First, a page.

Keeping Busy

Today’s culture …

One thing about today’s culture is that it keeps me busy. Oh yes, I have many technological advances at my fingertips that enable me to do even menial tasks quickly and efficiently with the touch of a finger. I don’t even need to push buttons any more. A quick swipe of my finger across a screen gets us the latest news from my friends and family as well as quick blurbs about what is going on in the region or around the world. I can find out about pending storms, how much I have in the bank, and directions to a new restaurant. I even have a touch screen in my car. Speaking of cars, some of the newer models can parallel park and apply the brakes with little if any assistance from the driver.

Marvelous timesavers …

So, with all of these fabulous timesavers, how come I’m still so busy? Where is all of this free time that technology claims to bring? If truth be told, I think I’m busier today in semi-retirement than I was when I had 3 little kids at home. But there’s one slight difference. I don’t stress about the busyness like I used to.

Priorities …

I suppose that might be because I have gained some wisdom from my years of life experience. Unfortunately, there were a lot of candles on my cake before it finally began to register, but the fact remains: I make time for what is important to me.

We all do, even the younger set like my kids and grandkids approaching their academic finals. They may have made less than studious choices throughout the semester, but when it comes down to the last exam of the year, they will often stay up all night to ensure the information has been duly entered into their brains. Finally, it has become important to them – maybe that’s why the exams are called finals. I can’t help but chuckle at this last-ditch effort, but I certainly don’t say a word.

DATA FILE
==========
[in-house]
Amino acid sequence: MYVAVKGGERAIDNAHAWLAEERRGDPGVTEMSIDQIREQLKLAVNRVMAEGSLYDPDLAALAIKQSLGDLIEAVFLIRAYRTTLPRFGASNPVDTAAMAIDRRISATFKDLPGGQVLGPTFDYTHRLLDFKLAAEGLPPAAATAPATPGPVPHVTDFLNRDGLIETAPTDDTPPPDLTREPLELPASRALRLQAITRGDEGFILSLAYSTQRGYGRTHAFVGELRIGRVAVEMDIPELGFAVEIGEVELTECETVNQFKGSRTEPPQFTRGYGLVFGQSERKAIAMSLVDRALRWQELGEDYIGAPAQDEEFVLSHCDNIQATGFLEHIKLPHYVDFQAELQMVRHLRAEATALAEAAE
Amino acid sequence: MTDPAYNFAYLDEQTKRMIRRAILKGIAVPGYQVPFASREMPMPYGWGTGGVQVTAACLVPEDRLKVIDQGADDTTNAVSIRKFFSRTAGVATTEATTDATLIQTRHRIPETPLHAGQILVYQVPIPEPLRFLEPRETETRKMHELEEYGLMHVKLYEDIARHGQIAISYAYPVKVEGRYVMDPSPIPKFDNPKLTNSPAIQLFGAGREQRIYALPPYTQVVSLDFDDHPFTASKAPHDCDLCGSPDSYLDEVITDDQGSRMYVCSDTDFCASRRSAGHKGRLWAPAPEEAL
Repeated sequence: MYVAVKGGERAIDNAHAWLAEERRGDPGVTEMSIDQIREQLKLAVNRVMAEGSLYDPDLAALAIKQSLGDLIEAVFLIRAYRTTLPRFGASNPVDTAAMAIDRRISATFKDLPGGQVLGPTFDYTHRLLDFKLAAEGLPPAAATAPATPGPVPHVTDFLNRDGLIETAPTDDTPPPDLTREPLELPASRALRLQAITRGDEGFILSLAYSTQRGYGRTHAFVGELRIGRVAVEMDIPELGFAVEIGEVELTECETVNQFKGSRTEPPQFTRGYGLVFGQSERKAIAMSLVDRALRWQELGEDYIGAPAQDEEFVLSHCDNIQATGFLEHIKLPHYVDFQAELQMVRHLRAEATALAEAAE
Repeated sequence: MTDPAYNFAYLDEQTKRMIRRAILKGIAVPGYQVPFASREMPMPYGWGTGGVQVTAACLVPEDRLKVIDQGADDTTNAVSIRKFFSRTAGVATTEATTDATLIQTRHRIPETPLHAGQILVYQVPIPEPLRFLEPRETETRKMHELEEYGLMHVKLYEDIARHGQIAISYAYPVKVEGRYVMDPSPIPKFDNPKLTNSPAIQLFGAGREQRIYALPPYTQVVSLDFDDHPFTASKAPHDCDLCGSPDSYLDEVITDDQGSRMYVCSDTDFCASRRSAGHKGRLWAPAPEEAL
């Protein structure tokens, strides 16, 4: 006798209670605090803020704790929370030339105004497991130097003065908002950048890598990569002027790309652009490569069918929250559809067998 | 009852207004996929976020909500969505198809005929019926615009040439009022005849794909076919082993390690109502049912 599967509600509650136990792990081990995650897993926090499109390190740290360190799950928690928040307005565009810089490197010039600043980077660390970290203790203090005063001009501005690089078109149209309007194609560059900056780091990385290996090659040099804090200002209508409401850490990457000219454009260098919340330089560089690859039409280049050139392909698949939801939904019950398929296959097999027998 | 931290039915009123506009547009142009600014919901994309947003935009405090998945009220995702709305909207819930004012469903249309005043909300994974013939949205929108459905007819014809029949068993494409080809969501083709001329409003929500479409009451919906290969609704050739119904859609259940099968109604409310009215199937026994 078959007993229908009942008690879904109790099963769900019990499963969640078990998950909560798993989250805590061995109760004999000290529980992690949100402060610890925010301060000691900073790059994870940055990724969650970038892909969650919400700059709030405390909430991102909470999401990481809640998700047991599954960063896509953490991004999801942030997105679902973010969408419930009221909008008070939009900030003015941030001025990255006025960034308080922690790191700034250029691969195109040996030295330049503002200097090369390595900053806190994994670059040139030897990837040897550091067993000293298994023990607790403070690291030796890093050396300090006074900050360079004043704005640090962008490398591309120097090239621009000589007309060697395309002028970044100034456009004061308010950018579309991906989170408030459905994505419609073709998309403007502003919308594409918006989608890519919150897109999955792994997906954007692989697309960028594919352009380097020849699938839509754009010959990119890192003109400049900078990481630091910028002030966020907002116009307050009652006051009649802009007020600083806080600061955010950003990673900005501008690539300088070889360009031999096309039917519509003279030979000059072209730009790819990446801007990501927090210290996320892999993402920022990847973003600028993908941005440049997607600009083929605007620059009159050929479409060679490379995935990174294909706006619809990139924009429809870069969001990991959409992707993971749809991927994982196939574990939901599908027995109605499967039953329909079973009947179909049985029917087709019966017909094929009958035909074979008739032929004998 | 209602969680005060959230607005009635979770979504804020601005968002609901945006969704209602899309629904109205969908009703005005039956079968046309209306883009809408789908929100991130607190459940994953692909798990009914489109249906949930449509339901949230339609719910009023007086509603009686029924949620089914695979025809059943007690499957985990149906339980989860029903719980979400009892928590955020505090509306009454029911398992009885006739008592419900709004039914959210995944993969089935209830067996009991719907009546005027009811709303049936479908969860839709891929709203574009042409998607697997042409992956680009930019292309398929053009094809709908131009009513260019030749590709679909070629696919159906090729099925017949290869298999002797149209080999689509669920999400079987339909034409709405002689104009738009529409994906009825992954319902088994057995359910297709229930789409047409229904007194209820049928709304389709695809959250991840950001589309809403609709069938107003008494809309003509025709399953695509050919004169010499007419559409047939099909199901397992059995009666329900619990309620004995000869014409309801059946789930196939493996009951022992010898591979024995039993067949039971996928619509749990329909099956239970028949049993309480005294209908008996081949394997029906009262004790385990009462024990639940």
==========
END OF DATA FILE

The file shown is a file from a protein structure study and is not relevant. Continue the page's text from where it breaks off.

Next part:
Too little too late …

Ok, so it may be too little too late, but even in my golden years, I sometimes do the same thing. That said, my choices generally are based on wisdom – what’s important as opposed to what I’d like to get done – an immaculate house vs. lunch with a friend, or a sewing project vs. spending time with my grandkids.

Here’s the thing. Being busy in and of itself is neither intrinsically good or evil, but the choices we make on how we occupy our time might be better spent. I still need to set priorities. You’d think at this stage of the game, I’d have this mastered, but alas, I’m still at the stage of just getting better. That said, I think that’s a good direction to go. 😊

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